Financially-struggling South Carolina State University is one step closer to receiving a second major loan to help it pay more than $7 million in overdue bills, although it appears the state’s only public historically-black college may be on its last strike with lawmakers.
The Joint Bond Review Committee on Wednesday voted 6-2 to approve up to $12 million more in loans to be spread over three years. The school will receive $6 million over the next 12 months in quarterly payments, according to the Orangeburg Times & Democrat. That is in addition to a $6 million loan approved by the state Budget & Control Board earlier this year.
College president Thomas Elzey told the committee that the school is getting its budget under control, but needs to pay vendors from previous years. “Paying back the bills that we owe to Sodexho, which our food service vendor, our facilities vendor… others like that who we owe money to and those bills have been mounting over time.” He said the school owes $7 million to its vendors, including $3 million to Sodexho.
The loan had been recommended by a blue ribbon study committee made up of other college presidents who had looked into the school’s finances. And legislators made it clear that they expect SC State to follow the committee’s recommendations. JBRC Chairman Hugh Leatherman made it clear this will be the last time he supports the state stepping in. “If South Carolina State does not follow in strict compliance… the requirements of that budgetary plan, there will be no more support from me. I can assure you of that,” he told Elzey during the meeting.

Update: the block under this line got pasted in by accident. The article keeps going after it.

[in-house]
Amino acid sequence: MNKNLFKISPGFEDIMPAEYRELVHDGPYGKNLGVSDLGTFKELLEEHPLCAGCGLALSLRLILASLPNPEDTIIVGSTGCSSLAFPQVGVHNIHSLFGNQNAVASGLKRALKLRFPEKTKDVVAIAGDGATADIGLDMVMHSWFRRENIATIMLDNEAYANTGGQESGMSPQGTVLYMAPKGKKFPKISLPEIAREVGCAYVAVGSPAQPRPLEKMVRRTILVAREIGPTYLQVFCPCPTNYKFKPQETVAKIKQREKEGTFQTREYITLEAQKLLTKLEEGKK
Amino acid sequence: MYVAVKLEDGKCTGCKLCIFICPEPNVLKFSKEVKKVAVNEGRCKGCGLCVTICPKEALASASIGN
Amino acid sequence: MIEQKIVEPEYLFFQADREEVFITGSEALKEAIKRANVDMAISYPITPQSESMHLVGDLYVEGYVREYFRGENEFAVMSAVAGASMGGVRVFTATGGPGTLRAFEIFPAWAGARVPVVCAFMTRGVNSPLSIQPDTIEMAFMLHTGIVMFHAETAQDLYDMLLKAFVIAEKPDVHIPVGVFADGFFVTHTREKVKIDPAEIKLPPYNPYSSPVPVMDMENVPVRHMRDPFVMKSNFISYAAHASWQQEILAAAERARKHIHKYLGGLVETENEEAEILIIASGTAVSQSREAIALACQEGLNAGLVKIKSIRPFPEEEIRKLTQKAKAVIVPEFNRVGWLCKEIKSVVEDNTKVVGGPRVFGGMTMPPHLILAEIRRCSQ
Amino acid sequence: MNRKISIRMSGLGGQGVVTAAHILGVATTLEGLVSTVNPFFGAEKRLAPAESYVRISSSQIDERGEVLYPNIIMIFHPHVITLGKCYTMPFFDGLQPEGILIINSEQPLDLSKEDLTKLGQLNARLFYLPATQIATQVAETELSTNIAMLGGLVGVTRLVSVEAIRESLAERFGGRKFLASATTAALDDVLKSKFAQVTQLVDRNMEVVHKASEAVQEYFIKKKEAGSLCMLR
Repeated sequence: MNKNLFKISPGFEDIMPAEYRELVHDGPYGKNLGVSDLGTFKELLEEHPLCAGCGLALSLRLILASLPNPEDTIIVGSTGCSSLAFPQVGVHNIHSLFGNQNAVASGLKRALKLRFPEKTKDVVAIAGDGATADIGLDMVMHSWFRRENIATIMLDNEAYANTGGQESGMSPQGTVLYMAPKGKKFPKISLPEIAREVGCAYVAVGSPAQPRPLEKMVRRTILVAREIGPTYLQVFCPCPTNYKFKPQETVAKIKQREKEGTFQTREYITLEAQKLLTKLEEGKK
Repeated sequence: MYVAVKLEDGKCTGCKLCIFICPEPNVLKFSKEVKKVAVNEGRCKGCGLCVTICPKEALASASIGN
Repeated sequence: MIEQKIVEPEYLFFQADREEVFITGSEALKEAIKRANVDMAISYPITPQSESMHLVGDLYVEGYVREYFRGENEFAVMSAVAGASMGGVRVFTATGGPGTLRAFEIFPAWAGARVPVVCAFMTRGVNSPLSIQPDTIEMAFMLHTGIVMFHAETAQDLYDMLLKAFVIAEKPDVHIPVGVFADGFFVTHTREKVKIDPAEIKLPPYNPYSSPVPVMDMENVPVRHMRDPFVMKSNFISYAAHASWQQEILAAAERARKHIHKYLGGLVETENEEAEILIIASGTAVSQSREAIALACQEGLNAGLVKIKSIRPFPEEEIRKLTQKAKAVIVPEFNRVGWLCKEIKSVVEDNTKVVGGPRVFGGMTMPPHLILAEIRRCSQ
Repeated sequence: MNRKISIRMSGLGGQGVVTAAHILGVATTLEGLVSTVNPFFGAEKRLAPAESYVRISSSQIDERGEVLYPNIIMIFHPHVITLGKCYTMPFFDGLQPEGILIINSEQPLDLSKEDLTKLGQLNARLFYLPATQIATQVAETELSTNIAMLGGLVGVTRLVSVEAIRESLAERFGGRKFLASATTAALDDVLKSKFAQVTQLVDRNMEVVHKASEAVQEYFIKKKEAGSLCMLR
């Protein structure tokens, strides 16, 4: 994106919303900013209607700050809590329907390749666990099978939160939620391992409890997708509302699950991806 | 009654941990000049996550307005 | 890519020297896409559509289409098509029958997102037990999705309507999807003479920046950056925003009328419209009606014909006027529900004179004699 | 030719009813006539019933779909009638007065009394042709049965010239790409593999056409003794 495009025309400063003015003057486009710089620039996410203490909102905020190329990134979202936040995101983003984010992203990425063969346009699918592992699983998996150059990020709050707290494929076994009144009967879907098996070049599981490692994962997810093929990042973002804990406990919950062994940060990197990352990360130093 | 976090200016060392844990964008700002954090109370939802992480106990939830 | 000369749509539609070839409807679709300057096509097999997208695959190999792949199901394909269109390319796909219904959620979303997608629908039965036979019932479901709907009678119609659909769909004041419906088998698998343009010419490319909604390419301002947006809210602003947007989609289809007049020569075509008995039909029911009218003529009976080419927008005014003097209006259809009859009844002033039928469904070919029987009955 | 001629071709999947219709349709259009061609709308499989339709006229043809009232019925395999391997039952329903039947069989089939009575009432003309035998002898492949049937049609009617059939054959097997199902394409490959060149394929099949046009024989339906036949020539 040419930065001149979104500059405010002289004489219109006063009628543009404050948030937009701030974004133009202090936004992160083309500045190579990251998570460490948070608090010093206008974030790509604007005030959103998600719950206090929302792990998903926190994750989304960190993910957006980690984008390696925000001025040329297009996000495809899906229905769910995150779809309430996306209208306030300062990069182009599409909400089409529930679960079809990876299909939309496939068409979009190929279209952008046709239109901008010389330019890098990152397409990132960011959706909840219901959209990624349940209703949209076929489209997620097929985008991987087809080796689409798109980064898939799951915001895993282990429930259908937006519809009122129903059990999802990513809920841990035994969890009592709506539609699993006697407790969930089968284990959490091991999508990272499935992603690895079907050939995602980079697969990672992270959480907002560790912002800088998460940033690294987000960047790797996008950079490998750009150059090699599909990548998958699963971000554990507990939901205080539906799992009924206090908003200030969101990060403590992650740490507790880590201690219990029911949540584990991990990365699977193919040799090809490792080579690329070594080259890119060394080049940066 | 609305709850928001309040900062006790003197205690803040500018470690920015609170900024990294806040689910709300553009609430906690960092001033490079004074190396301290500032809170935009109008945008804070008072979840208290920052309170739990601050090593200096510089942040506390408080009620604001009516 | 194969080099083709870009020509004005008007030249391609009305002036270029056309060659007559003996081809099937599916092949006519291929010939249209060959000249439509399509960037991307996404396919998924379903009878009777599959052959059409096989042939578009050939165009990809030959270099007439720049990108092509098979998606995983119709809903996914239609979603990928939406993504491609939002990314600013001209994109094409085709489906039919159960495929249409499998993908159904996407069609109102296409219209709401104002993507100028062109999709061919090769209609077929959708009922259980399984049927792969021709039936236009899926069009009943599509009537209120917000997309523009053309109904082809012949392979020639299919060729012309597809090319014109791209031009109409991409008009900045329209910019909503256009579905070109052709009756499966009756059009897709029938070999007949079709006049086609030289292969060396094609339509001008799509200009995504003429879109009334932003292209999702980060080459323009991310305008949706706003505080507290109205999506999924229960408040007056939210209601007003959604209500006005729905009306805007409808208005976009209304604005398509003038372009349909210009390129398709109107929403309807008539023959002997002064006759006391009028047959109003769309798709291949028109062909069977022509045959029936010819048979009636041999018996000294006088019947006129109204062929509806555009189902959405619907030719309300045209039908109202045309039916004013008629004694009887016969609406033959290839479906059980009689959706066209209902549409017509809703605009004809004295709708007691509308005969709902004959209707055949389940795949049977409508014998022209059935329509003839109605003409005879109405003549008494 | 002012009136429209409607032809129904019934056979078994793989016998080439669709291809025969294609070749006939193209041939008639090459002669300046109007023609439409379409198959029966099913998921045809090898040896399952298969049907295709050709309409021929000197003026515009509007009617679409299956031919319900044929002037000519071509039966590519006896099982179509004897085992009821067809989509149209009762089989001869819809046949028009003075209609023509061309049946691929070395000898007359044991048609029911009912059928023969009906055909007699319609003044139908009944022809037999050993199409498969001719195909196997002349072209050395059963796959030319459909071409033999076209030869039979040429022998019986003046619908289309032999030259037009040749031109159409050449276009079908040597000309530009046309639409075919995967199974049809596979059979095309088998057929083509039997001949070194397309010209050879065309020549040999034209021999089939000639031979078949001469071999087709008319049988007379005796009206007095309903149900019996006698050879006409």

But some legislators were skeptical about providing a second round of loans until the school gives a full accounting of its problems. Elzey explained the school will still have a year-end deficit of nearly $11 million even with the original loan. He was confident the second round would help the college dig out of its hole.
An audit into the school’s finances is scheduled to be released next year. Gov. Nikki Haley has previously said she would prefer lawmakers wait until the report’s release before providing any additional loans.